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International Policy

Policies developed by governmental and non-governmental organizations in other countries, as well as documents published by international organizations.

The WHO mental health policy and service guidance package
The WHO Mental Health Policy Checklist and the WHO Mental Health Plan checklist are part of a guidance package to help policy makers develop  policies and comprehensive strategies for improving population  mental health; to use existing resources to achieve higher benefits; to provide effective services; and to assist the reintegration of persons with mental health problems into community life and improving their quality of life. The package consists of a series of interrelated user-friendly modules that are designed to address the wide variety of needs and priorities in policy development and service planning. The topic of each of the 14 module represents a core aspect of mental health.

World Psychiatry Association (WPA) guidance on mental health and mental health care in migrants
The purpose of this guidance is to review currently available evidence on mental health problems in migrants and to present advice to clinicians and policy makers on how to provide migrants with appropriate and accessible mental health services. The three phases of the process of migration and the relevant implications for mental health are outlined, as well as the specific problems of groups such as women, children and adolescents, the elderly, refugees and asylum seekers, and lesbian, gay, bisexual and transgender individuals. The concepts of cultural bereavement, cultural identity and cultural congruity are discussed. The epidemiology of mental disorders in migrants is described. A series of recommendations to policy makers, service providers and clinicians aimed to improve mental health care in migrants are provided, covering the special needs of migrants concerning pharmaco-therapies and psychotherapies.

Mental Health Promotion Case Studies from Countries (2004)
This report is a joint publication of the World Health Organization and the World Federation for Mental Health. The case studies come from most regions of the world, though there are more from high income countries. However, there are some examples of good work from middle and low income countries, often working with incredibly small human and financial resources. Case studies focus on Australia, Belgium, Canada, China, Denmark, Finland, Germany, Greece, Iceland, Ireland, Israel, New Zealand, Nigeria, Singapore, South Africa, Spain, Turkey, UK, and the US.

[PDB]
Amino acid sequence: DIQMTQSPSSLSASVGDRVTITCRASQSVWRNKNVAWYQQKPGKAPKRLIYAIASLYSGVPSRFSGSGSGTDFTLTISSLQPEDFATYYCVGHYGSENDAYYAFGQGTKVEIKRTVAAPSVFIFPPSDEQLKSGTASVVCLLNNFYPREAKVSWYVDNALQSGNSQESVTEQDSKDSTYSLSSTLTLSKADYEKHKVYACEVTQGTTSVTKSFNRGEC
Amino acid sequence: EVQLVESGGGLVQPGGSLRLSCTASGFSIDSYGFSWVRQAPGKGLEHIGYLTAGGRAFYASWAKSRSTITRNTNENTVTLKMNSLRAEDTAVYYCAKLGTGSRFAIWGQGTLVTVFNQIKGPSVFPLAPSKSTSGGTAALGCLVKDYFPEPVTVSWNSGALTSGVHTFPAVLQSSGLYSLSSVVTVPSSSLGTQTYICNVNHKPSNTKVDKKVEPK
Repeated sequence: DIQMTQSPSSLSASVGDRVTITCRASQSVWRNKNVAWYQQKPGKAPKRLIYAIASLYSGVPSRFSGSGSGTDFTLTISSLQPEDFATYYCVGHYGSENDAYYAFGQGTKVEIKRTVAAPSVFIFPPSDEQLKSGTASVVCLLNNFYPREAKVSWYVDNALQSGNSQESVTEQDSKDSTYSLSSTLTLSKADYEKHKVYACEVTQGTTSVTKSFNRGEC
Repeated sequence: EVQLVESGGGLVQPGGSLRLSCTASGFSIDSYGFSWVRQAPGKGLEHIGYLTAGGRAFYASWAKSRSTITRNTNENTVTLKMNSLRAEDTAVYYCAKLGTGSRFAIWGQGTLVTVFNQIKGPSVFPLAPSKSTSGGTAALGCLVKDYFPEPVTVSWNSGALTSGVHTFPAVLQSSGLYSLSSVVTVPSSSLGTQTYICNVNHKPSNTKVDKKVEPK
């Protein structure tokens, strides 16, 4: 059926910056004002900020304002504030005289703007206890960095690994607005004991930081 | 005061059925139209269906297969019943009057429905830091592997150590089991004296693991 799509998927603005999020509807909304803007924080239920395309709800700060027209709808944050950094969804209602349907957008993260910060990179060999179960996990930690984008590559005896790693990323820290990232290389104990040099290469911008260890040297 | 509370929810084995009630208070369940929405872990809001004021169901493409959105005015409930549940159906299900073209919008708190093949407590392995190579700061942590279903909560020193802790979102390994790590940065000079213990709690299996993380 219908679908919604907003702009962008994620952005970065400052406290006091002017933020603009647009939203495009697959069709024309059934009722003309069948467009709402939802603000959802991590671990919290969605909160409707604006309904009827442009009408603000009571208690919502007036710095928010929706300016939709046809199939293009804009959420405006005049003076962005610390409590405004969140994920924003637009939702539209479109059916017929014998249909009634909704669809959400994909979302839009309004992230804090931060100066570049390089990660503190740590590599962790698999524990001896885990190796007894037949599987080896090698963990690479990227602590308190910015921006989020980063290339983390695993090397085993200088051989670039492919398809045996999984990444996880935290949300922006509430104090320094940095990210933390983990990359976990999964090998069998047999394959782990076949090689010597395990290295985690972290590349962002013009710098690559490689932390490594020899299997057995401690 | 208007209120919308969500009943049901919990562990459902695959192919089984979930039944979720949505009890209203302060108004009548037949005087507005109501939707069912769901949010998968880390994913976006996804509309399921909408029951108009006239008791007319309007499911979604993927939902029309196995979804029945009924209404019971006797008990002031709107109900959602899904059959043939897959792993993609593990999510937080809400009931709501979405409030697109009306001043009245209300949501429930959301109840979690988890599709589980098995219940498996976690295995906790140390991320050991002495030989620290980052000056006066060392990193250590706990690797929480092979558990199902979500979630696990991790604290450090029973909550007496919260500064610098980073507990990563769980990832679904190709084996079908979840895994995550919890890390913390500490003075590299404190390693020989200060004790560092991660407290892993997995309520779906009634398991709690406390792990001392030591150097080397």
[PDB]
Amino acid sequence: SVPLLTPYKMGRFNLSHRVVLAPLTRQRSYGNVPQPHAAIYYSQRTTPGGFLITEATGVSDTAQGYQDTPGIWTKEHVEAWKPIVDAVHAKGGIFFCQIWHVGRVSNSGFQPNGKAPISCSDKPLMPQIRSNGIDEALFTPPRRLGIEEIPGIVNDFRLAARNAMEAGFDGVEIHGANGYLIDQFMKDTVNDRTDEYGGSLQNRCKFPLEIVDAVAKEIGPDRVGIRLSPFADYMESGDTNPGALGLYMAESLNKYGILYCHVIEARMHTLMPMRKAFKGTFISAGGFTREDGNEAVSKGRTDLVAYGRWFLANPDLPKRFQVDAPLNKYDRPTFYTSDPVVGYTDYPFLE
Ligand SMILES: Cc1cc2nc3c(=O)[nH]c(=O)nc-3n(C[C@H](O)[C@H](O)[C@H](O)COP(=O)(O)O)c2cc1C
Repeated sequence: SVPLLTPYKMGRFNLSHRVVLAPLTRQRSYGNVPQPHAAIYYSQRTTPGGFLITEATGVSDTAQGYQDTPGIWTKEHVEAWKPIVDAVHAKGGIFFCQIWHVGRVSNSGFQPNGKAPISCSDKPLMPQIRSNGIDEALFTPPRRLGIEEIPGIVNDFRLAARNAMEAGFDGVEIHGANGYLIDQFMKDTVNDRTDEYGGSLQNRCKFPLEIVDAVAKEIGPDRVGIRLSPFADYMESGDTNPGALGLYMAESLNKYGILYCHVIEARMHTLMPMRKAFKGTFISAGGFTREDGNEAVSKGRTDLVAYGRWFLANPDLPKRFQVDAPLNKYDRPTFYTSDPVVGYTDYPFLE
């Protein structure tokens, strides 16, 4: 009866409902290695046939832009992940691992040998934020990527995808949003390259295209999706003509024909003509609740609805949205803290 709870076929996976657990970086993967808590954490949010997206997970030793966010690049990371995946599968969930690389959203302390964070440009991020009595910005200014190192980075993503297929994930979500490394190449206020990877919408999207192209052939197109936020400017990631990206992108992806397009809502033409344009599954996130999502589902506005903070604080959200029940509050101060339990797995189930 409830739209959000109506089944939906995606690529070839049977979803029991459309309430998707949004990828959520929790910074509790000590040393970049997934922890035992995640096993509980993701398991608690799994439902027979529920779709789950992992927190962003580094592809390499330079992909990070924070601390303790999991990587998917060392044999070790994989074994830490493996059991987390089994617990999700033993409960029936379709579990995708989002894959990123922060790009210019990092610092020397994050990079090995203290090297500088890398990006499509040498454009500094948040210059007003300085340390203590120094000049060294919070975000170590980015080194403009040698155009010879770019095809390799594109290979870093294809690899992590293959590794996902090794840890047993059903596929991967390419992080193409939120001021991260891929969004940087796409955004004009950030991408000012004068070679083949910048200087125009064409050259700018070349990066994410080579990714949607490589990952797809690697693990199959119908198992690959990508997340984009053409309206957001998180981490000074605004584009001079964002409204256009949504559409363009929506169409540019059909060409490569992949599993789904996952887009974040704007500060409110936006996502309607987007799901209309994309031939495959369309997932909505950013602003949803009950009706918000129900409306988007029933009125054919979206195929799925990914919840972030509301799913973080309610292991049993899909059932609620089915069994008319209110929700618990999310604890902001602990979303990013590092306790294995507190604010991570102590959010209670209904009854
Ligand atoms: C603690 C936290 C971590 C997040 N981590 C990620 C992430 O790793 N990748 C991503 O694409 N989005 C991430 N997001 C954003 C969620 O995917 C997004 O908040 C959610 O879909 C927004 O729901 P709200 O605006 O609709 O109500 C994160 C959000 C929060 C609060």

Comparing Descriptions of Domestic Violence Health Policy Communities in Five Countries: The Women and Domestic Violence Health Project (WDVHP)
Domestic violence, as one of the most widespread human rights abuses and public health problems in the world today, warrants the concern and attention of health researchers and health care practitioners internationally. Awareness of the wide-ranging impact of DV is increasing but it has not been widely incorporated into mainstream policy and there has been inconsistent response to the problem from the health sector. The Women and Domestic Violence Health Project is an international collaboration of researchers from five countries – Canada, Australia, Afghanistan, Bangladesh, and Thailand. Canada and Australia report that domestic violence has been a public policy issue for decades but that the health sector still plays a relatively small role in prevention. Team members from Afghanistan, Bangladesh, and Thailand confirm that the governments of their countries have only recently begun to recognize domestic violence and that the health sector has little involvement. In the “Women’s Participation in Domestic Violence Health Policy Development” project, research conducted by local teams studied the role of policy communities in creating a health sector response in their countries, paying close attention to how indigenous women and their concerns are included. Each country has a different type of government and each country is facing particular challenges that have affected and may continue to affect the development and implementation of DV health policies. With the separate reports of each country as the principal source of data, and returning to the original data as needed for clarification, this comparative report integrates the analyses, looking for commonalities and differences. A conceptual framework of public policy, policy communities and policy provides the context.